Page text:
Researchers discover that the Red-Bellied Pitta; once believed a single species of bird is actually thirteen unique species.
Question: What do thirteen brightly colored bird species have in common?
Answer: Not much beyond their vibrant feathers.
This is a big surprise to researchers who have long believed that the Red-bellied Pitta was a single species that was spread throughout Southeast Asia. However, recent studies reveal that the birds thought to belong to the same species actually comprise 13 different species.
Researchers recently realized that the birds, although similar in appearance, are distinctly different species–and this poses a problem for conservation. When all of the species were thought to be Red-bellied Pittas, there was little concern for their populations, but take a healthy population size and divide that by 13, and suddenly there is a problem.
In total, it is established that three of these bird species are globally threatened and one is categorized as Near Threatened. Nigel Collar, a Leventis Fellow in conservation biology with BirdLife International explained:
The birds do look alike but there are significant differences between individual taxa.
The discovery of this speciation was made in 2013 when a group of geneticists published a paper suggesting that the birds could actually be 17 different species based on their genetic diversity, and had wrongly been considered Red-bellied Pitta. Genetic variation does not always tell the full story; the ability for two birds to breed, as well as other physical factors, can play a large part in the determination of speciation. This new information sparked intrigue among researchers such as Collar to take a deeper look.
We sat down in the British Museum and got out all the specimen and evaluated these slightly different or fairly different subspecies…So you’re comparing the differences: maybe one has a big bill and another has a small bill; a large wing or a short wing.
This team of researchers examined the physical differences among the birds and compared all of them in conjunction with data published by Dutch bird researcher Johannes Erritzoe. They used a quantitative method called the Tobias criteria that BirdLife International has developed. This helped them to determine that the birds are in fact different species, but with a grand total of 13, not 17, as the previous study had suggested.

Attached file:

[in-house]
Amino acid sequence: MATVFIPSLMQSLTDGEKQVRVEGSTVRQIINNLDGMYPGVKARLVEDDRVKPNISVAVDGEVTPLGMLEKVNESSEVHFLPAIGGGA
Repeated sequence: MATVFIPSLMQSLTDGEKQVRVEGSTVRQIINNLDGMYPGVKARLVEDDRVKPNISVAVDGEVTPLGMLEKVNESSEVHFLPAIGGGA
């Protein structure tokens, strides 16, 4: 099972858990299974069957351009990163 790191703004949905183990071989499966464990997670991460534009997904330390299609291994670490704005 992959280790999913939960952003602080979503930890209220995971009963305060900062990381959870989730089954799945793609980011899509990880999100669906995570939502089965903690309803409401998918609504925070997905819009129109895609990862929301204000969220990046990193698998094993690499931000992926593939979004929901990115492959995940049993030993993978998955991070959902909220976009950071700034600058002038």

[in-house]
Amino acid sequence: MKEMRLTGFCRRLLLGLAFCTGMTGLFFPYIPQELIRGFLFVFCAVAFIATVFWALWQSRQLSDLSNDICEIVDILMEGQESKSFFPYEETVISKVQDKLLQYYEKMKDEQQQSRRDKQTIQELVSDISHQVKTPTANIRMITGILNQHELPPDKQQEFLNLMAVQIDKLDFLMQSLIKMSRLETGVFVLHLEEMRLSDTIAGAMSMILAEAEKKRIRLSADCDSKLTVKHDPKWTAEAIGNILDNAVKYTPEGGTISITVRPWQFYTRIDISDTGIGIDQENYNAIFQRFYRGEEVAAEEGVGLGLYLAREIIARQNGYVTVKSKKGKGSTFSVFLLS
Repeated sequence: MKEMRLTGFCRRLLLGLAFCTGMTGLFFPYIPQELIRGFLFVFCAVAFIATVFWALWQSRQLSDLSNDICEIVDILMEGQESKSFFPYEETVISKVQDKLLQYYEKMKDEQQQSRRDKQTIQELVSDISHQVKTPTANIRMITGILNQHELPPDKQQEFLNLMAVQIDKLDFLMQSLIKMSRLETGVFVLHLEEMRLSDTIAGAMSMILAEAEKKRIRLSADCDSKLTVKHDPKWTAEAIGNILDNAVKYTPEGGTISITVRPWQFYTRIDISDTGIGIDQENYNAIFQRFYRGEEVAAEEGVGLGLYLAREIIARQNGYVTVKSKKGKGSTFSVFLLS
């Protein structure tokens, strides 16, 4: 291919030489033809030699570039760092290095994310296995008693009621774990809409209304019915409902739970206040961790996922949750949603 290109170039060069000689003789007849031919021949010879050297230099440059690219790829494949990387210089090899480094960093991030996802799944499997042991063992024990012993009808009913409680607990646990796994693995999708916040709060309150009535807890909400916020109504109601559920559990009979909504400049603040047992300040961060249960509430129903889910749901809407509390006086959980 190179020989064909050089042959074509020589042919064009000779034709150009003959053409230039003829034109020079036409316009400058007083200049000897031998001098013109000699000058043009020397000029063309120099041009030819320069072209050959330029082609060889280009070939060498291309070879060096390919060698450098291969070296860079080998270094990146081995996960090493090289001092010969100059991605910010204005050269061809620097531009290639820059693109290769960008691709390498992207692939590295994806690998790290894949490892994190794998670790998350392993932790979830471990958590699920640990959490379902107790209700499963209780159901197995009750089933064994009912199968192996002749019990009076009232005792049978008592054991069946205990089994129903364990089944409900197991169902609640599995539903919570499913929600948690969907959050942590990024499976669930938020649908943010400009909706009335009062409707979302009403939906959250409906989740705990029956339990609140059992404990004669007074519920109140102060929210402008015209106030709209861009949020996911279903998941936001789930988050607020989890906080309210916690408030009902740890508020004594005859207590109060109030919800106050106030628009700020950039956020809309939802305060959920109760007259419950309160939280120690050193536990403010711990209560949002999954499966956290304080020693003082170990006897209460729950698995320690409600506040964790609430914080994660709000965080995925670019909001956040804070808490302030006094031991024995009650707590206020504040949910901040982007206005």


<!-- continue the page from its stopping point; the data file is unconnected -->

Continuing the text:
When BirdLife International released the 2016 Red List, these 12 additional species were included. The updated list also concluded that the Sangihe Pitta (Erythropitta caeruleitorques), Talaud Pitta (Erythropitta inspeculata), and Tabar Pitta (Erythropitta splendida) are all considered globally threatened. Alex Dale, a digital communications officer for BirdLife International commented:
The original red-bellied pitta was assessed as being of Least Concern because of its range and numbers, but now we know that what we once thought was one species is actually several species scattered across the archipelago, some of which are in danger of extinction. Thanks to this split, we can now identify which of these species are in need of conservation help.
Research advances like this give conservation a greater understanding of the species that are at risk and give hope to the efforts to protect them for future generations. The ability for scientists to understand species at genetic level is a newer development that will go on to help the conservation of species in the long run. Now, by understanding the differences between these 13 species, it is possible to develop methods to protect the three species that are threatened and prevent the other 10 species from population declines.
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